For die-hard opposition supporters however, winning elections means challenging the PAP on each and every pressing issue national of the day. They care about the nitty-gritty details of various public policies and also about “softer” issues such as human rights. The fierce urgency for reform “now” means that every PAP mistake must be flogged for its full potential. They do not care much about the role of town councils and their maintenance of the cleanliness of housing estates. The narrow concerns of the common aunties and uncles are treated as unenlightened and burdensome.
As an example, see Alex Au’s recent piece of his participation in the national conversation. As he described, the aunties and uncles in his group constantly griped about being on the receiving end of poor public policies, but rarely delved into why the public policies were poor in the first place and what could be done about it. In the end, Alex Au concludes that “There were too many “no go” areas in the Conversation. We avoid self-reflection. We are too timid. We are afraid to see the structural underpinnings of our present state, and therefore fail to diagnose the true causes of our malaise.”
The above perspective, bordering on the derogatory, is the main intellectual disconnect between die-hard opposition supporters in general and the realities of the Singaporean median public. The alternative truth is that the common auntie and uncle doesn’t even know the meaning of “malaise” in the first place! They may or may not care about the reasons why there are so many problems with Singapore society, but they are united by their common understanding that they want those problems to be fixed and their lives to be better. They probably do not care about HOW those problems are fixed as long as they are fixed.
The coercive machinery of the state
Opposition supporters in general (particularly the more die-hard ones) and the WP also have divergent views of the coercive capacity of the PAP state and their propensity to use it.
For WP, their each and every movement is subject to scrutiny by the PAP-controlled mainstream press, who are only too happy to twist meanings into the words that they use and image that they project. Furthermore, the speed at which MHA/AGC prosecuted and jailed the workers on strike is also a reminder of how fast the long arms of the state can coordinate together to shut a group of people up. By virtue of their prominent positions in parliament, the WP has the most to lose if the state machinery coordinates to demonise it. Also recall MHA/ISD’s interference with the Catholic bishop’s supporting letter to Function 8.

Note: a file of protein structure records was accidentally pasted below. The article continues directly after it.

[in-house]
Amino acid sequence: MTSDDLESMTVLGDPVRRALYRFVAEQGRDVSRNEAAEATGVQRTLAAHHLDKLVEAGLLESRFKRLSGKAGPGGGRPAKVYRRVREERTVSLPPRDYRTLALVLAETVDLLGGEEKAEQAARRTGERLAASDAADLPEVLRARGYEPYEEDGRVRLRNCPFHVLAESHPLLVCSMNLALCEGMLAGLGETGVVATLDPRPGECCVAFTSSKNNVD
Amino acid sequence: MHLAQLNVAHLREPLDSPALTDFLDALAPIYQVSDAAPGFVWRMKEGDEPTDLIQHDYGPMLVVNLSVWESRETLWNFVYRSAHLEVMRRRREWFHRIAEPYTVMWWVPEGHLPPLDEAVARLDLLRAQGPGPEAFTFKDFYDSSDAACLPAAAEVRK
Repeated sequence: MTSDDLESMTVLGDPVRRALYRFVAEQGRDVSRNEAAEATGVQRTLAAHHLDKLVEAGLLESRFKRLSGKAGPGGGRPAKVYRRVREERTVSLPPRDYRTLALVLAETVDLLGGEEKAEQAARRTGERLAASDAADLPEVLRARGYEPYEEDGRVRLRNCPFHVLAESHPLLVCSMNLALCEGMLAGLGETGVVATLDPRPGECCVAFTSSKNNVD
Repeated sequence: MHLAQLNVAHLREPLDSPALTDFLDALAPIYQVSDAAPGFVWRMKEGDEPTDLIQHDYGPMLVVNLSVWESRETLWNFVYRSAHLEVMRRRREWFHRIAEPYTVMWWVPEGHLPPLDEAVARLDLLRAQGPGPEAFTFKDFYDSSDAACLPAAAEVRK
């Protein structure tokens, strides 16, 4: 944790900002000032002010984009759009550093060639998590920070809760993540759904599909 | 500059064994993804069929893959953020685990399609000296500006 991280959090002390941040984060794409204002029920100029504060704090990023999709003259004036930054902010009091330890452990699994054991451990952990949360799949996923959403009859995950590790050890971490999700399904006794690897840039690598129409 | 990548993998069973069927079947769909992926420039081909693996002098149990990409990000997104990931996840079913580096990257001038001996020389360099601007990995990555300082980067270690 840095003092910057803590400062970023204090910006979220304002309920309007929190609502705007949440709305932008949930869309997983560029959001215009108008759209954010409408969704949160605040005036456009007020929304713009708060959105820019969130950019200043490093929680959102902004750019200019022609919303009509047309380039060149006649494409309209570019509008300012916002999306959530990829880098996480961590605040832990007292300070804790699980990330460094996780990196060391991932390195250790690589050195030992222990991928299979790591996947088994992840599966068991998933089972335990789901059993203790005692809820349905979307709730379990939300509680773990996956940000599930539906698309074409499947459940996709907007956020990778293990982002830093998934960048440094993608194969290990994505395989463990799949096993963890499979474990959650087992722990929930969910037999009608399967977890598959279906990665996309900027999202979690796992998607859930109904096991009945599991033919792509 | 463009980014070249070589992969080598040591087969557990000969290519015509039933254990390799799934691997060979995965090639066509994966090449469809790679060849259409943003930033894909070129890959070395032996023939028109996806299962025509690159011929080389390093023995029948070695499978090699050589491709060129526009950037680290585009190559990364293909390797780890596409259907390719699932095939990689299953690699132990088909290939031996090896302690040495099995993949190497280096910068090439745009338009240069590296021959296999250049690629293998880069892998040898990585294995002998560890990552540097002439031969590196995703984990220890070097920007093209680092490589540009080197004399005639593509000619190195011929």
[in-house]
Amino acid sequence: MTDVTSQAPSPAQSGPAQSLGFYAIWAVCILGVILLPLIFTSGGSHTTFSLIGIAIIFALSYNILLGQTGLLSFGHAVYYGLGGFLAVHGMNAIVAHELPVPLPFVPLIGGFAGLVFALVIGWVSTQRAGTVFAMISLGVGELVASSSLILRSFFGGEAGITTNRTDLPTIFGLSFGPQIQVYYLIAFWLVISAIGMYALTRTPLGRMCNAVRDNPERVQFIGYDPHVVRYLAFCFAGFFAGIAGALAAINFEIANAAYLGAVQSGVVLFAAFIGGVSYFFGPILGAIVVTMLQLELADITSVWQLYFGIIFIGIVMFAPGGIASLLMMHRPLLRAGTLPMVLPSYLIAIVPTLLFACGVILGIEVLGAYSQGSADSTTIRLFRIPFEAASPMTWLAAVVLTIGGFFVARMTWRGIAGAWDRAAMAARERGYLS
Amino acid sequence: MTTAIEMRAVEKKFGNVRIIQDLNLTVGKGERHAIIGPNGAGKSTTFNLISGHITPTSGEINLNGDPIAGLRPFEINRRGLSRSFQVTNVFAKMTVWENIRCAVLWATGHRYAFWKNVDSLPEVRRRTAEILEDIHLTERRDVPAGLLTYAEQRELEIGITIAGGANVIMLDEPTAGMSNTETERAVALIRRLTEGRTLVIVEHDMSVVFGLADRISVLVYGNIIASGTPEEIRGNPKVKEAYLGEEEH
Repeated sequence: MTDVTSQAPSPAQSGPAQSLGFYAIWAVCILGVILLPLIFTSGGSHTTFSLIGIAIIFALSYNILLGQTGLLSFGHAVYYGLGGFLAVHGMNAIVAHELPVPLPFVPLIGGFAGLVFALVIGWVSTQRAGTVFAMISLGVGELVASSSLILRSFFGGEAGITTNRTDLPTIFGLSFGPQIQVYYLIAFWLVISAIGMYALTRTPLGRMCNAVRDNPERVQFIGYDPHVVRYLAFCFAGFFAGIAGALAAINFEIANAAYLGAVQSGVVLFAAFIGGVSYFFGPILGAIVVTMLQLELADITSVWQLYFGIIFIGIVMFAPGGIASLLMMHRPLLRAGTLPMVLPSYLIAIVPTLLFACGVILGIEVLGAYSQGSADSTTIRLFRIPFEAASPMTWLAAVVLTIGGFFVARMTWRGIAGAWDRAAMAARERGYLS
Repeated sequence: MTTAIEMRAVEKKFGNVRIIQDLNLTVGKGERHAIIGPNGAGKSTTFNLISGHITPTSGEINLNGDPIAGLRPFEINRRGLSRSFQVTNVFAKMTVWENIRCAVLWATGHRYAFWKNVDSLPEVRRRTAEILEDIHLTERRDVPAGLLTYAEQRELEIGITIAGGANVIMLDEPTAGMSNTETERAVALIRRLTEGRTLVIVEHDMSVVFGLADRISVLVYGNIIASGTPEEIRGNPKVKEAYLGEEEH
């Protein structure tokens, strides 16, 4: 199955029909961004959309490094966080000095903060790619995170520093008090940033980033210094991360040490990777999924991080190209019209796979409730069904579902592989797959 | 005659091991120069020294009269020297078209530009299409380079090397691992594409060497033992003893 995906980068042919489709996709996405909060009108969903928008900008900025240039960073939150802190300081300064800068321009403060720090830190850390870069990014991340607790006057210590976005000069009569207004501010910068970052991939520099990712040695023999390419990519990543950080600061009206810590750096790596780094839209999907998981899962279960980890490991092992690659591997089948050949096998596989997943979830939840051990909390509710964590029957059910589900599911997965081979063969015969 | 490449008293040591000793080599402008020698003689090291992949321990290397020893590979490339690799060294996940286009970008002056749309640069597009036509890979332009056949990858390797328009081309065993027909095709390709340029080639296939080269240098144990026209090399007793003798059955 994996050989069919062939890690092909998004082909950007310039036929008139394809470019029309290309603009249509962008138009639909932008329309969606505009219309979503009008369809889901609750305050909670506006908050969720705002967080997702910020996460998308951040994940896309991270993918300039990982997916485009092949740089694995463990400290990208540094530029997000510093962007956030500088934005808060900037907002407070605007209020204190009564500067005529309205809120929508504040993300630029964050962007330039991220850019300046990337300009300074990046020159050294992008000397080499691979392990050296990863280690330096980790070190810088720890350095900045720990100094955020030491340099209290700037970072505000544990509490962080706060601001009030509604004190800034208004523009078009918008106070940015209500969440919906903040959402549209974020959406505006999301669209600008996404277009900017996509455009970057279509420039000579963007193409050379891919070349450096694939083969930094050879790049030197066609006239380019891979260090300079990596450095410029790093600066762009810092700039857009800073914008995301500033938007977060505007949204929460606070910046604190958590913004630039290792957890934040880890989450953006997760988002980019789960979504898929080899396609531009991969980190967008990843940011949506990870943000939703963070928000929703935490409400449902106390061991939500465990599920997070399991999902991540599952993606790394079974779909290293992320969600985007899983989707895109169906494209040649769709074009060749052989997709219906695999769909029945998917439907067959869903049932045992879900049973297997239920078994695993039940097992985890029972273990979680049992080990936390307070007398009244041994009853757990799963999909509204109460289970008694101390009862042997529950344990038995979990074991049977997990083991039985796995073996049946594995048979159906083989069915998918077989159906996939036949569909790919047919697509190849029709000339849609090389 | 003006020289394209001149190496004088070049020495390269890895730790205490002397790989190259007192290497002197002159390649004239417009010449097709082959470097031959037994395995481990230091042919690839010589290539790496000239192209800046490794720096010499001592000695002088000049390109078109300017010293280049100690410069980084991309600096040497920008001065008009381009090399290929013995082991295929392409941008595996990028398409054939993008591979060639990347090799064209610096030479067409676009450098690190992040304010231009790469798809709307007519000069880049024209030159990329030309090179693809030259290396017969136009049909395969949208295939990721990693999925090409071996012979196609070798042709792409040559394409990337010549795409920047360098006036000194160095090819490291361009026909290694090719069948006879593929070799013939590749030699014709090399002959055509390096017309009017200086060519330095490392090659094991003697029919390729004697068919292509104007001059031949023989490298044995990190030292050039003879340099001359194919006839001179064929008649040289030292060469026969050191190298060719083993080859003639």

For opposition supporters who mainly restrict their commentary and reporting to the online world, there is much less to lose. They have no offices to lose, no residents/supporters to disappoint, and no estates to maintain. Because they have been taking advantage of the government’s “light touch” to the Internet, they constantly seek to push the boundaries of conversation, sometimes incurring lawyer’s letters from government ministers.
The mismatch in expectations between the WP and opposition supporters in general stems from the different perspectives that both groups have in the first place. The WP is intent on growing and consolidating in a slow and steady manner, fiercely protective of the trust it has built with its constituents, while opposition supporters are all too eager to let lose in the online world, challenging the PAP every step of the way.
Both sides must understand each other’s different perspectives and positions, and not fight each other on account for their different strategies. In fact, the divergent strategies of both sides should be seen as complementary to each other, with both sides attacking a common enemy from different directions.